Gerwig's films tend to be based on her own experiences. In a behind-the-scenes video on the set of Lady Bird she said, "I tend to start with things from my own life, then pretty quickly they spin out into their own orbit." Gerwig presses her actors to incorporate their personalities into their performances as well, and says of her writing and directing, "it's all about actors." In addition, she allows little line improvisation and the script is followed fairly closely.
Her works have common themes: the growth and emotional maturation of the leading woman, and relationships among family members, friends, and significant others, with a special interest in female dynamics. Characters are reportedly never villainized, and all are sympathetic. She tends to imbue her films with a unique and specific deadpan sense of humor. Visually they also carry a very specific atmosphere – simultaneously having the warmth of looking back on something in memory and displaying things as they are, stripped of any sort of showiness.
Gerwig moved to New York City at 19 to attend Barnard College. She lives in Brooklyn with filmmaker Noah Baumbach, her partner since late 2011. In March 2019, it was announced Gerwig had given birth to their son Harold.
|2007||Hannah Takes the Stairs||Hannah||Also co-writer|
|2008||Nights and Weekends||Mattie||Feature directorial debut |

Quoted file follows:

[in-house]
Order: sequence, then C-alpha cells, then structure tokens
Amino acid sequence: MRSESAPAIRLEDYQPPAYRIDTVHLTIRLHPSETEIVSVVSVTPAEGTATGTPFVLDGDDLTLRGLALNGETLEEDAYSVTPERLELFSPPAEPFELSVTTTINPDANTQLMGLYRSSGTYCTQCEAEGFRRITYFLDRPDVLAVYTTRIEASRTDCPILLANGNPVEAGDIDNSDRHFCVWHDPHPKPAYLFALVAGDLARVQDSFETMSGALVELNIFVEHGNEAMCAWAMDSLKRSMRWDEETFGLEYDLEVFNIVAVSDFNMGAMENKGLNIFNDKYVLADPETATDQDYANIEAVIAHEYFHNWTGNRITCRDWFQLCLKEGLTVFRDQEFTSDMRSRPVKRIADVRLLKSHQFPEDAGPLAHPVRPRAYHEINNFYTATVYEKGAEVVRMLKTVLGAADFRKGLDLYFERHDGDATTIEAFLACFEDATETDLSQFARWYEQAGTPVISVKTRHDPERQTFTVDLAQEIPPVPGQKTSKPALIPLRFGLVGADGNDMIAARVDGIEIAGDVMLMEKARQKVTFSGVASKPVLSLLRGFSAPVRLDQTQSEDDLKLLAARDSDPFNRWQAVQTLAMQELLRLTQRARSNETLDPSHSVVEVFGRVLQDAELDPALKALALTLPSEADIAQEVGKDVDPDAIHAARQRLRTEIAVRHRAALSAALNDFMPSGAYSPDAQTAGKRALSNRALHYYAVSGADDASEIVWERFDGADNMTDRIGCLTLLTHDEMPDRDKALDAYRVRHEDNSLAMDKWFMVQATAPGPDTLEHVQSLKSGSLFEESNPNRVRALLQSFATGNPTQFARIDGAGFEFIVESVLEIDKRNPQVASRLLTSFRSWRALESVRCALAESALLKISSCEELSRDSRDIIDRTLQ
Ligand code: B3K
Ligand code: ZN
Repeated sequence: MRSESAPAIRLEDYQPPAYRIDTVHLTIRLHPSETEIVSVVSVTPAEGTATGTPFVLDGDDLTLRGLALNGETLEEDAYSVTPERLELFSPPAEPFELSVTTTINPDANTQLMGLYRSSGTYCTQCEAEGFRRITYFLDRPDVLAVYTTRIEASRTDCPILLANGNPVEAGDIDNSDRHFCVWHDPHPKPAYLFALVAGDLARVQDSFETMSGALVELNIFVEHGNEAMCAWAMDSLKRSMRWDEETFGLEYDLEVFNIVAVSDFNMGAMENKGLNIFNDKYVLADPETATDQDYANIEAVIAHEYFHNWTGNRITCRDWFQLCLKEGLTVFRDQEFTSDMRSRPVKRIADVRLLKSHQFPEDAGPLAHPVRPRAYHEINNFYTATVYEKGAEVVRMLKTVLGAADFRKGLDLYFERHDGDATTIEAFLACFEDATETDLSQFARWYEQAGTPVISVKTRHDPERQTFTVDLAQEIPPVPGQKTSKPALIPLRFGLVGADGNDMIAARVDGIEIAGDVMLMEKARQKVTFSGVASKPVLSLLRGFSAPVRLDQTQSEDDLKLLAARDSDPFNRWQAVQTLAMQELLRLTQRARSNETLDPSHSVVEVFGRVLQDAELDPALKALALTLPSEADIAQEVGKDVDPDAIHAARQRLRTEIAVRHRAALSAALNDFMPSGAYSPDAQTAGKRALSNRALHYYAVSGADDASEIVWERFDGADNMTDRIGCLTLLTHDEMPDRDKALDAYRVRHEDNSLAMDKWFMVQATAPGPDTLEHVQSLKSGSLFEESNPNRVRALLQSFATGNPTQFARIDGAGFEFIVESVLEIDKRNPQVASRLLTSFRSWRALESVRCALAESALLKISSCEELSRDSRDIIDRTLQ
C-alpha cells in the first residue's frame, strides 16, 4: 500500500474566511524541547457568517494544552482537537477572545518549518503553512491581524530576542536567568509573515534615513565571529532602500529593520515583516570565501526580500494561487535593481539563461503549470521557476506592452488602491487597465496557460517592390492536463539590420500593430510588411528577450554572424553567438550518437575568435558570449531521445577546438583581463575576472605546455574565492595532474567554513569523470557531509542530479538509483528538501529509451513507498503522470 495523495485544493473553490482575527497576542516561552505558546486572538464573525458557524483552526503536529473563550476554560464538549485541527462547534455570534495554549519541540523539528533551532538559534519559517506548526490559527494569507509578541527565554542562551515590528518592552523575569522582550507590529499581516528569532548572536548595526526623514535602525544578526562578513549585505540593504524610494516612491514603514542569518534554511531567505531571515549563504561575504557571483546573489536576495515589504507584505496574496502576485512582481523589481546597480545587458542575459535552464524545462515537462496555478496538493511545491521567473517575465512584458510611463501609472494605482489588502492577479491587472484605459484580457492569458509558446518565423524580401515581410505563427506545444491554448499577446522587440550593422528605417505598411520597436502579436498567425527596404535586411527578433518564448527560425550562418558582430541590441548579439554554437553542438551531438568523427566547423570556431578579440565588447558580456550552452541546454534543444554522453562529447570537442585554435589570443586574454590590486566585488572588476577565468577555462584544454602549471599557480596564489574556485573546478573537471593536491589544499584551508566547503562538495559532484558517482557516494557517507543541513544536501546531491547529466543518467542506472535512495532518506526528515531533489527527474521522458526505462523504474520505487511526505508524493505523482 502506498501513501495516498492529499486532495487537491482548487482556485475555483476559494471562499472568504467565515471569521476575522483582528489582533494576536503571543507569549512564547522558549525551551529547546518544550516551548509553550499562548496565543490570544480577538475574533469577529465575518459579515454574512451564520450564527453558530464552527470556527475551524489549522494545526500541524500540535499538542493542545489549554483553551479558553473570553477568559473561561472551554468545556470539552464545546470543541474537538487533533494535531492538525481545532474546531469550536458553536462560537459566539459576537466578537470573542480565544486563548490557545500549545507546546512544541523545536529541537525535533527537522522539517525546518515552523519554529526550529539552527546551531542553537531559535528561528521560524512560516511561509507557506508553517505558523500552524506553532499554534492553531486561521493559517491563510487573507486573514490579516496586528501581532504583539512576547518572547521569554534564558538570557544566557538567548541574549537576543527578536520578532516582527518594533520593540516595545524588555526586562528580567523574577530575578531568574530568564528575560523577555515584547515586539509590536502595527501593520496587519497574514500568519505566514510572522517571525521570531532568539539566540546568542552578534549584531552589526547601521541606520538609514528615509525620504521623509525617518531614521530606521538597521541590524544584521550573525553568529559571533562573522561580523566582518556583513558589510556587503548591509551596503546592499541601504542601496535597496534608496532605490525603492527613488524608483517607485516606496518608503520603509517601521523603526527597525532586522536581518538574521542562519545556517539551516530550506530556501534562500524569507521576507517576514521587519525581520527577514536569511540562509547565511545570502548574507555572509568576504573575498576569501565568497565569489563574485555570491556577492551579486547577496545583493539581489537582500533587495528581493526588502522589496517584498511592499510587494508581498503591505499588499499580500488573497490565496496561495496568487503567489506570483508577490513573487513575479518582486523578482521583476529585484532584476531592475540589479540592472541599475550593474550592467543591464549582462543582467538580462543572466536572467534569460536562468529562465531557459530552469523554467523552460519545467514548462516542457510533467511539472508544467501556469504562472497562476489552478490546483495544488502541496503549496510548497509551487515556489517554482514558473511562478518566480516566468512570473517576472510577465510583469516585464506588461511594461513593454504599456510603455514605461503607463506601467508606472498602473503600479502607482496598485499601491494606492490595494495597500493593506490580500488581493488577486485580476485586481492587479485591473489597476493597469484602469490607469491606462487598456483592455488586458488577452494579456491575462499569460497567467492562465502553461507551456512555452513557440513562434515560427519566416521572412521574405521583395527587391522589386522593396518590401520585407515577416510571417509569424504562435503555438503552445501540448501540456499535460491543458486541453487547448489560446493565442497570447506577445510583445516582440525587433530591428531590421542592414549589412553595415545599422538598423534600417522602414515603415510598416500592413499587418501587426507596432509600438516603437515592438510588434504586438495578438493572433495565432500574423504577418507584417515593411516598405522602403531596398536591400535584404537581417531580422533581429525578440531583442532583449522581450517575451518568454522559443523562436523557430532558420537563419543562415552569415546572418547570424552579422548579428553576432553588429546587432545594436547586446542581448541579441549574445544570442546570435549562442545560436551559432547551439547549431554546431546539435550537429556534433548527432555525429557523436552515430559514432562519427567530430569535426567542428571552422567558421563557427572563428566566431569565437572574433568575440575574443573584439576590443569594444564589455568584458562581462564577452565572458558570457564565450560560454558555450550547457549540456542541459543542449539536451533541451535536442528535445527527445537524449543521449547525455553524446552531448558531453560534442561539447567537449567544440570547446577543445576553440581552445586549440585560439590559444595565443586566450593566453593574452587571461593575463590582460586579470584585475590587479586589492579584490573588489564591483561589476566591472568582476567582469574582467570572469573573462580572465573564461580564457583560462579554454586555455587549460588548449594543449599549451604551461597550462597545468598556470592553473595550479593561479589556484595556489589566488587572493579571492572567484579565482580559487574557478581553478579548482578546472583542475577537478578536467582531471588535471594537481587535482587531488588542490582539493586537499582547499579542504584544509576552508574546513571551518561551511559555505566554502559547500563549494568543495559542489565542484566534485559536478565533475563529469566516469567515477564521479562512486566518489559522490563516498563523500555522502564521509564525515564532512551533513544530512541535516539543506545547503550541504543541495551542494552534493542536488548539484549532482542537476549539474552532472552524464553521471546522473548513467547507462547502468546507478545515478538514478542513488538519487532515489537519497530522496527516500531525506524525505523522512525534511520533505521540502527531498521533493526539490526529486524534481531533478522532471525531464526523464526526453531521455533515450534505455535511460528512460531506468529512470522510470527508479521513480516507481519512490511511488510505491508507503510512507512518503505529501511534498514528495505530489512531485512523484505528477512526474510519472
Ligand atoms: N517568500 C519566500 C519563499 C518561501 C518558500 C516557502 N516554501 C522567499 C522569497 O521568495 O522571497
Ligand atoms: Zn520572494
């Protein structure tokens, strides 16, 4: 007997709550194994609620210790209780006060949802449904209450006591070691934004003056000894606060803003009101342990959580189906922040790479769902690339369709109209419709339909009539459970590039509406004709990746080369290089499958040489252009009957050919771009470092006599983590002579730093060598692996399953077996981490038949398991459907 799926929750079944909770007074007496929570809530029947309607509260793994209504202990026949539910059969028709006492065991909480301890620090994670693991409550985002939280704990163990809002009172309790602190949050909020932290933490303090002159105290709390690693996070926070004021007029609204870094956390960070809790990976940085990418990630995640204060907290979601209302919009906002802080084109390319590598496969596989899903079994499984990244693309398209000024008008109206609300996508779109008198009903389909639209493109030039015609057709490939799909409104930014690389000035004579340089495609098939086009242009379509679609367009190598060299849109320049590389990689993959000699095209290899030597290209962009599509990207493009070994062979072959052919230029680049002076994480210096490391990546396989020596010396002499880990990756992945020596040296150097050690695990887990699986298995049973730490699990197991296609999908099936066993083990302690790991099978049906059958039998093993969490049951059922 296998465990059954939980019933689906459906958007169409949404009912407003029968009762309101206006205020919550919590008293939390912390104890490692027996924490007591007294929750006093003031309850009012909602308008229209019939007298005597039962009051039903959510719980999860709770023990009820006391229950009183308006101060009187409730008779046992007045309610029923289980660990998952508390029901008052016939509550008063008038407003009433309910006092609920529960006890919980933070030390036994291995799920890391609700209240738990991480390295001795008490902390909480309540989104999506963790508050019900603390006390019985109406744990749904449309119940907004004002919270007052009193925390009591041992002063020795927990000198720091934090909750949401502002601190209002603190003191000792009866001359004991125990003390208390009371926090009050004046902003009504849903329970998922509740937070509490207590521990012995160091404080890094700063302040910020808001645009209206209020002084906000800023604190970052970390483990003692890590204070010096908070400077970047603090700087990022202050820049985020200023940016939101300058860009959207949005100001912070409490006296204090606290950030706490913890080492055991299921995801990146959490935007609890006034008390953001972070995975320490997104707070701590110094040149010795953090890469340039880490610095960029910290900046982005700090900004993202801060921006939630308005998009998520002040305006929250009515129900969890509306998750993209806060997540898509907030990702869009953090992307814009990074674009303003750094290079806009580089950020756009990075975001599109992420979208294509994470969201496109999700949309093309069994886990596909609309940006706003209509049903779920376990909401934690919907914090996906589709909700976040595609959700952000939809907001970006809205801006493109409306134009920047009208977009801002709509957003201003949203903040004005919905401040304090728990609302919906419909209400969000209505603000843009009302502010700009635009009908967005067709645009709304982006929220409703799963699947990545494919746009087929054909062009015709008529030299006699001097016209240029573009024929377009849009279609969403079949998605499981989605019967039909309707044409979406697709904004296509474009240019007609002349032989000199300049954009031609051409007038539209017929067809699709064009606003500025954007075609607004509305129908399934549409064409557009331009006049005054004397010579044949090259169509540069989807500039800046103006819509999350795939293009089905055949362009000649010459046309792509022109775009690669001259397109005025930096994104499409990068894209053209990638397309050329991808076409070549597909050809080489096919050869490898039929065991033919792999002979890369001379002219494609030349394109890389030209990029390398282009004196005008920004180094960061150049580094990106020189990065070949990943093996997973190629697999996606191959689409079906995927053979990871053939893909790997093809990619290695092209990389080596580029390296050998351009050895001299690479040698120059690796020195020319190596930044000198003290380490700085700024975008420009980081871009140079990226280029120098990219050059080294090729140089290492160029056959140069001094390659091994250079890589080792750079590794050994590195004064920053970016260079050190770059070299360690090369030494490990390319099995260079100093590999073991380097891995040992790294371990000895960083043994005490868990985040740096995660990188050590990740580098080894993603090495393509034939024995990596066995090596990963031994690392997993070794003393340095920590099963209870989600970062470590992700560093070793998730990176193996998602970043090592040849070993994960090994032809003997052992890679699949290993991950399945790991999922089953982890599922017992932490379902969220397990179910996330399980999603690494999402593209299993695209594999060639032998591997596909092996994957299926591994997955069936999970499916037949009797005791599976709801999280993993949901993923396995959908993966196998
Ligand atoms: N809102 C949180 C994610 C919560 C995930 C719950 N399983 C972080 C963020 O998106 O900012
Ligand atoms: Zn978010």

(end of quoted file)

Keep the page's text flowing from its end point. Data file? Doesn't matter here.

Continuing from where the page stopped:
Also co-writer, co-director, co-producer
|2008||Quick Feet, Soft Hands||Lisa||Short film|
|2008||I Thought You Finally Completely Lost It||Greta|
|2009||You Wont Miss Me||Bridget|
|2009||The House of the Devil||Megan|
|2010||Art House||Nora Ohr|
|2010||Northern Comfort||Cassandra||Also co-writer|
|2010||The Dish & the Spoon||Rose|
|2011||No Strings Attached||Patrice|
|2011||Damsels in Distress||Violet Wister|
|2012||To Rome with Love||Sally|
|2012||Frances Ha||Frances Halladay||Also co-writer|
|2014||The Humbling||Pegeen Mike Stapleford|
|2015||Mistress America||Brooke Cardinas||Also co-writer and co-producer|
|2015||Maggie's Plan||Maggie Hardin|
|2016||20th Century Women||Abigail Porter|
|2017||The Meyerowitz Stories||Victoria (voice)||Uncredited|
|2017||Lady Bird||N/A||Writer and director|
|2018||Isle of Dogs||Tracy Walker (voice)|
|2019||Little Women||N/A||Writer and director|
|2011–15||China, IL||Pony Merks (voice)||21 episodes|
|2012||The Corrections||Julia Vrais||Unaired HBO pilot|
|2014||How I Met Your Dad||Sally||Unaired CBS pilot|
|2015||Portlandia||Mermaid||Episode: "Doug Becomes a Feminist"|
|2016||The Mindy Project||Sarah Branum||2 episodes|
|2017||Saturday Night Live||Ms. Reynolds||Uncredited; Episode: "Saoirse Ronan/U2"|
|2014||The Village Bike||Becky||MCC Theater, Off-Broadway|||
|2020||Three Sisters||Performer||New York Theatre Workshop, Off-Broadway|
Awards and nominationsEdit
In 2011, Gerwig won an award from the Athena Film Festival for her artistry as one of Hollywood's definitive screen actresses of her generation. In 2014, she was selected as a member of the jury for the 64th Berlin International Film Festival.
In 2018, her nomination for Best Director at the 90th Academy Awards for Lady Bird made her the first woman in eight years (and one of only five women in Oscar history) to have been nominated in that category. Gerwig's work on Lady Bird was nominated for sixteen awards in notable circuits, winning six of those awards.